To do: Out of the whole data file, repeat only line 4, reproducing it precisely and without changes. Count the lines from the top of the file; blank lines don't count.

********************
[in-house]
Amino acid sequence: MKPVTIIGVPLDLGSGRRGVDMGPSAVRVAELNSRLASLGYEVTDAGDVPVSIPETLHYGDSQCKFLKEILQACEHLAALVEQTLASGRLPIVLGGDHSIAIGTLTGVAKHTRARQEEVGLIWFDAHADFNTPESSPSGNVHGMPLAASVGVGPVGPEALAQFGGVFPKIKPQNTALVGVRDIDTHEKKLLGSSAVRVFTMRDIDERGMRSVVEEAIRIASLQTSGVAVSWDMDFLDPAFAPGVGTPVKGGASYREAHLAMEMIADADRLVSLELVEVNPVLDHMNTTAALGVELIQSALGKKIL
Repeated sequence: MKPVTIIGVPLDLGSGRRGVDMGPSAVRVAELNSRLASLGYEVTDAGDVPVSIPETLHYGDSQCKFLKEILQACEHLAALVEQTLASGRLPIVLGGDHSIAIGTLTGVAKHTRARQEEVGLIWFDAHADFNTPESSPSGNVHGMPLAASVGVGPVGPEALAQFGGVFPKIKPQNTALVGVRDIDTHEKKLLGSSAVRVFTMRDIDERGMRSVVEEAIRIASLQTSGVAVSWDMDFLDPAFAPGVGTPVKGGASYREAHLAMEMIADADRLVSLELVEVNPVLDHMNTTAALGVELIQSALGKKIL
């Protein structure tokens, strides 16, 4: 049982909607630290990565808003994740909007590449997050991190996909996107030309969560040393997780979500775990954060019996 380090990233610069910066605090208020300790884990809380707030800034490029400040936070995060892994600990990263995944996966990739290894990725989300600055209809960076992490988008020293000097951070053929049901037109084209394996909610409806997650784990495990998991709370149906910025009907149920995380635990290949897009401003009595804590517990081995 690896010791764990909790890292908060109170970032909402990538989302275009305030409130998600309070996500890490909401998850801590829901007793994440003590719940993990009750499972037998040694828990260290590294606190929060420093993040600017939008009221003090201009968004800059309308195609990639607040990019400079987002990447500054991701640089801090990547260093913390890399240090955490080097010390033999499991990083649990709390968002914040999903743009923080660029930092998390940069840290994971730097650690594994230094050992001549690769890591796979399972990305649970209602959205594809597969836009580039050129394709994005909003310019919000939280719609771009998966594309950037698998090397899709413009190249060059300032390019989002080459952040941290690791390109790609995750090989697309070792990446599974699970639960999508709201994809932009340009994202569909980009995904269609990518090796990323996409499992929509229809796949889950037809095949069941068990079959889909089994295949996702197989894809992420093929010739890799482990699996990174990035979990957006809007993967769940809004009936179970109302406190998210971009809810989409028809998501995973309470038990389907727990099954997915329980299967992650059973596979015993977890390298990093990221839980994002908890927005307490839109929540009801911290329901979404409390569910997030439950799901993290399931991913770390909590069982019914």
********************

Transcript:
């Protein structure tokens, strides 16, 4: 049982909607630290990565808003994740909007590449997050991190996909996107030309969560040393997780979500775990954060019996 380090990233610069910066605090208020300790884990809380707030800034490029400040936070995060892994600990990263995944996966990739290894990725989300600055209809960076992490988008020293000097951070053929049901037109084209394996909610409806997650784990495990998991709370149906910025009907149920995380635990290949897009401003009595804590517990081995 690896010791764990909790890292908060109170970032909402990538989302275009305030409130998600309070996500890490909401998850801590829901007793994440003590719940993990009750499972037998040694828990260290590294606190929060420093993040600017939008009221003090201009968004800059309308195609990639607040990019400079987002990447500054991701640089801090990547260093913390890399240090955490080097010390033999499991990083649990709390968002914040999903743009923080660029930092998390940069840290994971730097650690594994230094050992001549690769890591796979399972990305649970209602959205594809597969836009580039050129394709994005909003310019919000939280719609771009998966594309950037698998090397899709413009190249060059300032390019989002080459952040941290690791390109790609995750090989697309070792990446599974699970639960999508709201994809932009340009994202569909980009995904269609990518090796990323996409499992929509229809796949889950037809095949069941068990079959889909089994295949996702197989894809992420093929010739890799482990699996990174990035979990957006809007993967769940809004009936179970109302406190998210971009809810989409028809998501995973309470038990389907727990099954997915329980299967992650059973596979015993977890390298990093990221839980994002908890927005307490839109929540009801911290329901979404409390569910997030439950799901993290399931991913770390909590069982019914």